We further recommend that paragraph A30 of ISRE 2400 (Revised) would be appropriate application material to be linked from this paragraph, in setting the overall context of the engagement partner’s responsibilities. We recommend this follow the additional application material that we have suggested in our comment on paragraph 2 above.
We suggest the first sentence in ISRE 2400 (Revised) paragraph 26 be added, as follows:
'An effective system of quality control for a firm includes a monitoring process designed to provide the firm with reasonable assurance that the firm’s policies and procedures relating to the system of quality control are relevant, adequate and operate effectively. '
We suggest the following additional wording:
'The practitioner shall plan and perform an engagement with professional scepticismrecognizing that circumstances may exist that cause the subject matter information to be materially misstated. '
We support the IAASB in not including a requirement that explicitly calls for the practitioner to revise materiality as the assurance engagement progresses. However, we believe there may be benefit in including an application material paragraph to this requirement that explains that this may be appropriate depending on the circumstances. We suggest the following wording:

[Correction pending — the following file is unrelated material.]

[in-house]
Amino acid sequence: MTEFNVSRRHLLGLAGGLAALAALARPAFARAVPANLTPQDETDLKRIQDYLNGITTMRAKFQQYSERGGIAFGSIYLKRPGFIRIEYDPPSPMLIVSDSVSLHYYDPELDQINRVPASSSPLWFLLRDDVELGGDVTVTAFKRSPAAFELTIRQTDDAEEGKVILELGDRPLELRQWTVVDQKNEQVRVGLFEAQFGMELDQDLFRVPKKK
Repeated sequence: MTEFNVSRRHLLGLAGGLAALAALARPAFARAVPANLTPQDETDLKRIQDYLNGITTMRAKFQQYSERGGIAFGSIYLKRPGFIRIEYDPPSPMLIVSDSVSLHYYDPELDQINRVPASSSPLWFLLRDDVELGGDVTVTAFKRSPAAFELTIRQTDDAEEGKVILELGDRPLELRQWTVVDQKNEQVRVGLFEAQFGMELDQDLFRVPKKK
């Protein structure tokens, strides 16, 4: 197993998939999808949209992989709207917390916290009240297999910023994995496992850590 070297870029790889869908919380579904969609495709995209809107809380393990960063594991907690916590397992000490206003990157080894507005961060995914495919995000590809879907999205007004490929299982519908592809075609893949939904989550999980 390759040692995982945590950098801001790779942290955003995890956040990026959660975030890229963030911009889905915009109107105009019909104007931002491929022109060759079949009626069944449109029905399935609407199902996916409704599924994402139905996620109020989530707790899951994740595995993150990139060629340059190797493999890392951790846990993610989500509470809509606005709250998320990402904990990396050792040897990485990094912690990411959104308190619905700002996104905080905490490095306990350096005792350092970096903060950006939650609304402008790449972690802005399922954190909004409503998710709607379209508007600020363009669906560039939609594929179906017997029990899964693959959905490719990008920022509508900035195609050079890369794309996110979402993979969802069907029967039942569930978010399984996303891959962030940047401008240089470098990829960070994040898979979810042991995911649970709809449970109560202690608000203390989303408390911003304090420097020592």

'The practitioner’s determination of materiality for the assurance engagement may need to be revised during the engagement as a result of:
|Para 42 (a)||
We suggest that this requirement be more explicit in its aim and suggest the following wording:
'Based on the practitioner’s understanding (see paragraph 37)
Consistent with our comments in response to the exposure draft of ISRE 2400 (Revised), we suggest that, to avoid misinterpretation of the term ‘likely’ in the above context, it would be appropriate to provide application material that explains what this term means in the context of the practitioner’s assessment. For example, the practitioner’s assessment is based on consideration of the inherent risk of areas of the subject matter information, for example , complexity, in combination with any entity specific information that comes to his/her attention during obtaining an understanding of the subject matter and the environment in which the entity operates. It is the practitioner’s judgement, having considered the balance of this information, that drives the determination of those areas of the subject matter information where material misstatements are considered ‘likely’ to arise, and is primarily based on the practitioner’s intuition rather than an evaluation of the results of detailed procedures.
We suggest that the structure of the requirement in ISRE 2400 (Revised) is clearer and recommend the following alternative requirement:
'If, in relation to the written representations required under paragraphs 47-49,:
|Para 60 (l)(iv)||